They don’t read statistics

Somewhere during the beginning of this pandemic I heard two streams of arguments at the workplace. The first was skeptics telling me that the fatality rate was less than 1% and people were overreacting. The other was the extreme opposite — predictions of doomsday. But amidst all the meetings we attended and the endless documents received in my email, one statement remained on top of my mind. “By the time this is over, we will all have lost someone we know. There is no way we can escape this.”

I completely abhor statistics. Not simply because I don’t understand them. Not just because these numbers can be twisted to defend what you want to project. (I agree with Mark Twain when he says: “There are three kinds of untruths in this world – lies, more lies and statistics.”) But because I have been in the medical field for long enough to know that diseases don’t read textbooks. I have seen hundreds of so-called “exceptions to the rules”. People who weren’t expected to have a cancer. People who shouldn’t have succumbed to a heart attack. People who didn’t have a family history or a risk factor. People who should have been alive.

I have no respect for number crunching academicians who can provide no solace except quote cold numbers when you are watching a loved one slip away. I have no patience with governments who treat the poor and powerless differently, because their voice doesn’t matter when the election statistics are evaluated. Because numbers are cold and meaningless. All that matters are real individuals and the warmth they emanate.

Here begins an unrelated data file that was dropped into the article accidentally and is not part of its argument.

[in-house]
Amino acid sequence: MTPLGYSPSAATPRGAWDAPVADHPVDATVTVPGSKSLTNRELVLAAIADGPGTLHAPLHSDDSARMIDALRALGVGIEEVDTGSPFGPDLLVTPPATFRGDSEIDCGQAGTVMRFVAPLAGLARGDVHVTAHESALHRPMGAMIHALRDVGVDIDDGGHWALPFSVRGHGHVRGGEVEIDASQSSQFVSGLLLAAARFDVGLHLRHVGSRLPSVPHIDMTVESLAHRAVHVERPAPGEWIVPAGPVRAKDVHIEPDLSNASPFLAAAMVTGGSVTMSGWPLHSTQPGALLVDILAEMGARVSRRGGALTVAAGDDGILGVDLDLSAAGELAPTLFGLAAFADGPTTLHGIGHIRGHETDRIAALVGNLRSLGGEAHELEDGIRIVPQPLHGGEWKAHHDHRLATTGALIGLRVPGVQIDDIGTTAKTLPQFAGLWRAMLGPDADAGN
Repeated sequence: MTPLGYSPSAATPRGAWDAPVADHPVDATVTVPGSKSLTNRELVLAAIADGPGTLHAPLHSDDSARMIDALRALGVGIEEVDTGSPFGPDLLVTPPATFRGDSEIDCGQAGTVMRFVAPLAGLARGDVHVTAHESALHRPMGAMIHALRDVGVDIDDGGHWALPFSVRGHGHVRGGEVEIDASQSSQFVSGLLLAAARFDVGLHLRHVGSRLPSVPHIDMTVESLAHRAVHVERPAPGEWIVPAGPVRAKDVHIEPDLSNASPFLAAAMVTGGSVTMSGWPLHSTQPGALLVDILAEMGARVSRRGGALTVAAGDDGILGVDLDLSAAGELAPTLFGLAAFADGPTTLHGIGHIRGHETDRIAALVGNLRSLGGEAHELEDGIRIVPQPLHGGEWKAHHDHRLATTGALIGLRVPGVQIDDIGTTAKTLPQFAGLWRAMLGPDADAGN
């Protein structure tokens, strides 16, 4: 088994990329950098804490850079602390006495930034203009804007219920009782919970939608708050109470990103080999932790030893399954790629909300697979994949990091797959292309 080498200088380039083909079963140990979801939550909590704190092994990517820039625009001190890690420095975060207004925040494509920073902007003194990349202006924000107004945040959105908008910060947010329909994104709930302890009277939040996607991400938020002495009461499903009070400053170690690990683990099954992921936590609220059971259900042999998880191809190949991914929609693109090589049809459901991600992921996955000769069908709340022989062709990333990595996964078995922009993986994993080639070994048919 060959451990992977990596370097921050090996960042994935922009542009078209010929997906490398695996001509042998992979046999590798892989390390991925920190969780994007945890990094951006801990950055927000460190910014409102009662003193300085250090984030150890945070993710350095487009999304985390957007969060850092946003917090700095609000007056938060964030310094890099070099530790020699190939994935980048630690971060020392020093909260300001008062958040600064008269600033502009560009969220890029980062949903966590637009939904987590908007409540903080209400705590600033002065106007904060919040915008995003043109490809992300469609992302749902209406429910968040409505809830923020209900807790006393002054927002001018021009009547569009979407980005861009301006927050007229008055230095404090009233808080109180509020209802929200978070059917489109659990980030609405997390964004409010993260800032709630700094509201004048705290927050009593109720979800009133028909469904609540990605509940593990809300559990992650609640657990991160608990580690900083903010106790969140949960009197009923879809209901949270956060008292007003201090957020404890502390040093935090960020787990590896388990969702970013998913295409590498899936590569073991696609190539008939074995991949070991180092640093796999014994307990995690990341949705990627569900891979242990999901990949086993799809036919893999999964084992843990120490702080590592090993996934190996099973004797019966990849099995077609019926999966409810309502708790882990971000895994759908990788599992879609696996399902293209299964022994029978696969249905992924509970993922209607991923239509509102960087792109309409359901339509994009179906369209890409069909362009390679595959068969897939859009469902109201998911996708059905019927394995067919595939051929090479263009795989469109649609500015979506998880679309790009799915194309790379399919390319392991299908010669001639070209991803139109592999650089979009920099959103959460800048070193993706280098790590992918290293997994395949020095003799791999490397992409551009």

Every person who is lost matters. Every person who is failed matters. You cannot erase identities and sweep them under the ugly blanket of statistics. And just because something hasn’t happened to you, you cannot smirk and wash your hands off it. Because tragedies do not understand our artificial divides. And death doesn’t read statistics. Those ominous words echo in my ears again. “We will all lose someone soon.”

I should know. I lost a loved one today. The ache is greater as he was far younger than me. And he is never going to come back. Will he be just another random statistic, I wonder?

One Comment

Leave a Reply

%d bloggers like this: